- The average employee in the San Francisco metro area earned more than $68,000 per year as of August, an annual gain of 2.4 percent.
- The energy and utilities industry is San Francisco’s highest-paying sector, with an annual median base salary of more than $75,000.
- Job openings have increased by 20.1 percent in San Francisco since August 2016, and the region’s unemployment rate is at 3.6 percent.
On the heels of a report that explains how paychecks stretch further in San Francisco than they do in other coastal job centers comes more promising economic news: Wages here are growing faster than in other major U.S. metropolitan areas.
Glassdoor’s newly released Local Pay Reports say that the annual median base pay in the San Francisco metro area was $68,164 as of August, a year-over-year gain of 2.4 percent. The region has the largest salary of any of the 10 major U.S. metro areas that Glassdoor tracks and ties Boston for the highest annual growth.
Of the more than 80 individual jobs that Glassdoor includes in the Local Pay Report for San Francisco, only three saw wages drop from last August: attorneys, loan officers, and field engineers. Positions with the highest annual wage growth in the region include insurance agents, baristas, and truck drivers — 6.1 percent — though all three of those job titles have salaries that are lower than San Francisco’s median base pay.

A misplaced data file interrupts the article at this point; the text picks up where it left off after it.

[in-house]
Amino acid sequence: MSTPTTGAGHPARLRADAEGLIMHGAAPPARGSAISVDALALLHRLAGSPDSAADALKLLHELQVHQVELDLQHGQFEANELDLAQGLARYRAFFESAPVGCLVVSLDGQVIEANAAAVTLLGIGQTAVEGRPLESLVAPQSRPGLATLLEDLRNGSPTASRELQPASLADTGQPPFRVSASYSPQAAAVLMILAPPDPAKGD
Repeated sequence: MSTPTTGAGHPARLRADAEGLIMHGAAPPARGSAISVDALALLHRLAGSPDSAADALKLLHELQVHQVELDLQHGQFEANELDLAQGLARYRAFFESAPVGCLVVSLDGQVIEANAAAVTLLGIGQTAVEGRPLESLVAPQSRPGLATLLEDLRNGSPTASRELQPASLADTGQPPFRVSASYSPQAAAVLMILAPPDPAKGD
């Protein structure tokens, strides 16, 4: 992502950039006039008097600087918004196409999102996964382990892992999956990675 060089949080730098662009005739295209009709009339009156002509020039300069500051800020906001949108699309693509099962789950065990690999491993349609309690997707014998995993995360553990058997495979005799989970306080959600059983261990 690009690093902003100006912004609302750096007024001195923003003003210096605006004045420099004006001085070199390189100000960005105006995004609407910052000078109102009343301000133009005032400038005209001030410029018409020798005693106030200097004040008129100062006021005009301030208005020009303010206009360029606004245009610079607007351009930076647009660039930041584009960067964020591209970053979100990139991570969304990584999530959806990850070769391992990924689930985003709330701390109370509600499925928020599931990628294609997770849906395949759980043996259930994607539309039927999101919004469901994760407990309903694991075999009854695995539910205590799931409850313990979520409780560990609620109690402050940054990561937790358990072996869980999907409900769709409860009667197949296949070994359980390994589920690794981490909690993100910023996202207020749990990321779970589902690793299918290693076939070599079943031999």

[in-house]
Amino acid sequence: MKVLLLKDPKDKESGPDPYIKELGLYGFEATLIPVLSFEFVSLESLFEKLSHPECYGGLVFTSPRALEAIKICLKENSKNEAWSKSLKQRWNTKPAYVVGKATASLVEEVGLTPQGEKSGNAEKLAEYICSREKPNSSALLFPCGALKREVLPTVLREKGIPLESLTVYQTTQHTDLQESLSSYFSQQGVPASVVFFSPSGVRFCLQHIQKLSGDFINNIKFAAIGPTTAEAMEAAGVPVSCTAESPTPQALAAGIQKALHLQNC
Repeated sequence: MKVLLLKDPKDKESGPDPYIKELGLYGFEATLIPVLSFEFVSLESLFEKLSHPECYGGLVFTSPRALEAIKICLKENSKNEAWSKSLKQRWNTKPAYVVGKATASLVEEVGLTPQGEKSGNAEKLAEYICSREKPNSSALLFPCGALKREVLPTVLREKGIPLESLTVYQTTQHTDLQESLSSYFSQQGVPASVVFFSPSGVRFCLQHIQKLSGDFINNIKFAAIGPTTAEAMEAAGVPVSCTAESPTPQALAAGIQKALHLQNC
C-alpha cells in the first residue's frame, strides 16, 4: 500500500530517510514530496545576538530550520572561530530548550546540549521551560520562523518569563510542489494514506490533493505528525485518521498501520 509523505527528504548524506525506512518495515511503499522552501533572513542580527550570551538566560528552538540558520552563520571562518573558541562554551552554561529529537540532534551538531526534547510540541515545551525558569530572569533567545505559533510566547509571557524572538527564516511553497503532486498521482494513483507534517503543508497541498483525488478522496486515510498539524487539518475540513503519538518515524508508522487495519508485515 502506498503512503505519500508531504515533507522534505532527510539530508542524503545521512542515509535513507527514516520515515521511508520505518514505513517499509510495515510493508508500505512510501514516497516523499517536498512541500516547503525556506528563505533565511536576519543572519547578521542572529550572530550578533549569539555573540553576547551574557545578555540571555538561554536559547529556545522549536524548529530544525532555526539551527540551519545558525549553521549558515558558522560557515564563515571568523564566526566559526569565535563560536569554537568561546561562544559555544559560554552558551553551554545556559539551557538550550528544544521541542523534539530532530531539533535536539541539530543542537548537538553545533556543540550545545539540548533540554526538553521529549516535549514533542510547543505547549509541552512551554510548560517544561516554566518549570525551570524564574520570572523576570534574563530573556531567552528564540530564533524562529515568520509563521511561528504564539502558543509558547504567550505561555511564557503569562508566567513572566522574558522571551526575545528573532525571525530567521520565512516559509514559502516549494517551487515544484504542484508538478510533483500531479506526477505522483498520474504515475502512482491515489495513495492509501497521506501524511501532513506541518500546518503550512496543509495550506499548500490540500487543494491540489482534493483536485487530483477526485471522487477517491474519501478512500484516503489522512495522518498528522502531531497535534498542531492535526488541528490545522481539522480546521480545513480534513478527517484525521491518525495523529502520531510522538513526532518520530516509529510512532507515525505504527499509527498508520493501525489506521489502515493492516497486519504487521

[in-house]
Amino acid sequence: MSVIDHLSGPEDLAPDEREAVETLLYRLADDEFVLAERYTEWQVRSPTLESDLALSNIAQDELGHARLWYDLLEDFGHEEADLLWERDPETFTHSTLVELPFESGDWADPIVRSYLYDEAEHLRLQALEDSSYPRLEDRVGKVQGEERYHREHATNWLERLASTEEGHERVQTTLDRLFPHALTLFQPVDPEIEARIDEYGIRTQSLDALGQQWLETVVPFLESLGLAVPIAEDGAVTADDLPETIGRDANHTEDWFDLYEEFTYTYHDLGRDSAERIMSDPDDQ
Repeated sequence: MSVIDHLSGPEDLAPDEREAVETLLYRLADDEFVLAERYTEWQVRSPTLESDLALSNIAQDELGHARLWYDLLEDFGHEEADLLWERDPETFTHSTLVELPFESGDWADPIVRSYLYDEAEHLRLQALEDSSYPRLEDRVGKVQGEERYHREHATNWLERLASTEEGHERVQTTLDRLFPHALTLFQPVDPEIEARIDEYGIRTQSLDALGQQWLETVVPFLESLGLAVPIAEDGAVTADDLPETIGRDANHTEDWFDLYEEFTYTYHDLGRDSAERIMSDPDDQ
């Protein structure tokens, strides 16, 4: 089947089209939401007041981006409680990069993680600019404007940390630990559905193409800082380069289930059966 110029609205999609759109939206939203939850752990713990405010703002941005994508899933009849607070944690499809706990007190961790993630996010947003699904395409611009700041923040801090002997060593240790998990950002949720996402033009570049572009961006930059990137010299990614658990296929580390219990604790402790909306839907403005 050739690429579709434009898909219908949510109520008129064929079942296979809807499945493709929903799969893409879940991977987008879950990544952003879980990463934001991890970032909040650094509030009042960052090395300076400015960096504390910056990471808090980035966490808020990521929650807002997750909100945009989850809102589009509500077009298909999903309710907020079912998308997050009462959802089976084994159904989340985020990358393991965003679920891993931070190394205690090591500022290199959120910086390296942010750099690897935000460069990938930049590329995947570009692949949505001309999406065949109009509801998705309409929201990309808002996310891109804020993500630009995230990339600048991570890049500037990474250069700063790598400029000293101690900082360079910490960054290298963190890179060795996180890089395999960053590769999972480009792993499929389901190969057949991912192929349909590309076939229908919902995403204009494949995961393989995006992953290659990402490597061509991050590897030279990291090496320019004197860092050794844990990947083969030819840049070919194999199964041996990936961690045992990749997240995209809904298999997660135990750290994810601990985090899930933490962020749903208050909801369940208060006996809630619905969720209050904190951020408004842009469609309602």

With a median base pay of $75,504, energy and utilities is San Francisco’s highest-paying sector. The aerospace and defense, architecture and civil engineering, and biotech and pharmaceuticals industries also pay annual salaries of more than $70,000.
Pharmacists are the highest-paid workers in the San Francisco region, with a median base salary of $139,859. There are 15 job titles in the region that pay six-figure salaries, including a half-dozen in the technology sector, one of the Bay Area’s economic backbones.
As of August, there were 128,717 open jobs in San Francisco, an annual gain of 20.1 percent. The region’s unemployment rate is 3.6 percent, the lowest of any of the 10 cities for which Glassdoor publishes Local Pay Reports.
As Pacific Union Chief Economist Selma Hepp reported in a recent analysis, the latest job numbers for California and the Bay Area showed strong growth. The state created more than 80,000 jobs in July, with almost 21,000 additions in the Bay Area.
Still, despite all the promising economic news, Hepp noted that there remains an imbalance between Bay Area wages and costs of living, which is affecting some lower-income households’ ability to remain in the region. A recent Apartment List survey found that more than 60 percent of renters who are considering leaving San Francisco are doing so because of high living costs.